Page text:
1999 CPEO Brownfields List Archive

From: Brock.Martha@epamail.epa.gov (by way of "cpeo@cpeo.org" <cpeo@cpeo.org>)
Date: Thu, 14 Oct 1999 12:29:42 -0700 (PDT)
Reply: cpeo-brownfields
Subject: Re: Sierra Club "Solving Sprawl" Report Rates the States
A note about a basic presumption underlying all of "Smart Growth"
initiatives is that growth is inevitable, is good.  I was fortunate to have
attended a Smart Growth conference in Atlanta last year, at which Ted
Turner was one of the keynote speakers.  After a typical, rather
stuttering start on his speech, Mr. Turner hit his fists together, and
declared, "Now I know what I want to say to you."  He proceeded to
challenge the presumption that growth is good, but should be managed to
avoid what most present agreed were the disastrous impacts of unplanned
growth.  He explained that, as a result of traveling around the world and
witnessing first-hand the impacts of such growth, and of conversing with
Paul Ehrlich on the load and balance of human population on the planet, he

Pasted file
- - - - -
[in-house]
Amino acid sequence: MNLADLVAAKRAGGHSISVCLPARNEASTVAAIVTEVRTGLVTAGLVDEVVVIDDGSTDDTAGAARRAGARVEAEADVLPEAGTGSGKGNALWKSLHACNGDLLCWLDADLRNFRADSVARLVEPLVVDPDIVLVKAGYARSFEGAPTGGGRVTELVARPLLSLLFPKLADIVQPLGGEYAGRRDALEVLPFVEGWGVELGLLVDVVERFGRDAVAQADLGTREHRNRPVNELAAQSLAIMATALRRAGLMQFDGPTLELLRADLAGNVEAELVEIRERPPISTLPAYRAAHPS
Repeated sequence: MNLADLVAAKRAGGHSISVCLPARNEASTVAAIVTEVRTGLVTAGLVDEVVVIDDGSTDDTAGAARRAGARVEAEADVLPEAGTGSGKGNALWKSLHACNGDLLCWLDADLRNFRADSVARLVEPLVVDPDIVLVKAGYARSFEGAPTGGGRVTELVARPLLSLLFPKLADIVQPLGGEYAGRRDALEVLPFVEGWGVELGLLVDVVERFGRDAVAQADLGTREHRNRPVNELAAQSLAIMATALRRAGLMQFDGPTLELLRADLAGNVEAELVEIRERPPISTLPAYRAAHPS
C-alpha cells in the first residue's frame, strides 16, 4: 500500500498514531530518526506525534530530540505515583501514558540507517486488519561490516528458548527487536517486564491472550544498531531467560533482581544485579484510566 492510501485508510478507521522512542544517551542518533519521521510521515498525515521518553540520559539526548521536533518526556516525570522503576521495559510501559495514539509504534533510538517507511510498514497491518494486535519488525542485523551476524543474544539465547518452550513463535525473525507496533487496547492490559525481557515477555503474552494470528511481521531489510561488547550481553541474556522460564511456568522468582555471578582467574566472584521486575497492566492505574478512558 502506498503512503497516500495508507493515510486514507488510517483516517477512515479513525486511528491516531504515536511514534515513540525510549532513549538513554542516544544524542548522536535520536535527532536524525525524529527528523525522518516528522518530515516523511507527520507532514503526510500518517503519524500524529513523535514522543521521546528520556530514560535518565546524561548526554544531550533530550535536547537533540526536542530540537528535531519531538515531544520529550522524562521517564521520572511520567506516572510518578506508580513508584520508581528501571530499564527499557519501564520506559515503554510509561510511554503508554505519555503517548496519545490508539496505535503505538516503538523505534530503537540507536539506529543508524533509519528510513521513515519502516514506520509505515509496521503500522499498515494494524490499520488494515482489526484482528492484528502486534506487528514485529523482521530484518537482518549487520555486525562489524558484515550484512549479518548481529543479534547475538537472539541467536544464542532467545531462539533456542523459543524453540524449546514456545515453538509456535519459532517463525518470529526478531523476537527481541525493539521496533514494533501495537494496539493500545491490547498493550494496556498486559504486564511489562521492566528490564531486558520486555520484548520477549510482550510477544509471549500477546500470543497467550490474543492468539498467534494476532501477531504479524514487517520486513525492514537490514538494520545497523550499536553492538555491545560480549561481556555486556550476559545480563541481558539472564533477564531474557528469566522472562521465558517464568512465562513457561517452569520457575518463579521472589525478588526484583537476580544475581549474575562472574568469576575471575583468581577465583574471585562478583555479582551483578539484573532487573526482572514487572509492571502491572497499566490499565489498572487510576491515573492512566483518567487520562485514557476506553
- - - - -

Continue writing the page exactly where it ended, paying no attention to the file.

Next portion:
and others had concluded that growth is  neither inevitable nor good.
Some of you may have had the experience when someone speaks a truth so
basic that chills run up and down your spine.  Such was my experience  as
Turner spoke.  Standing at the podium was a man risking ridicule  from many
interests represented in the obviously invested audience: people who care
about the quality of life concomitant with sprawl and  think they have
found a solution, who directly and immediately benefit  from Smart Growth
because they are the "new" planners, a smaller contingent who oppose Smart
Growth because they have not yet been convinced that there is a personal or
communal benefit from that approach.  Yet he spoke to them all, urging that
in their discussions and deliberations over the next two days and beyond,
they challenge  the underlying presumption that growth is inevitable,
growth is good.
Please consider, if just for a moment, that we do not have to buy that
underlying presumption.  What if we added to every Smart Growth Initiative
an effort into educating on and curbing population growth, not just in our
own communities, but also on a global scale.  It was a kind of myopia or
tunnel-vision that precipitated the problem of sprawl.  Let's learn from
our mistakes, that a new spin on an old approach may not solve the problem.
 We may need to challenge our basic presumptions, as Mr. Turner has offered
for our consideration.
For your consideration.

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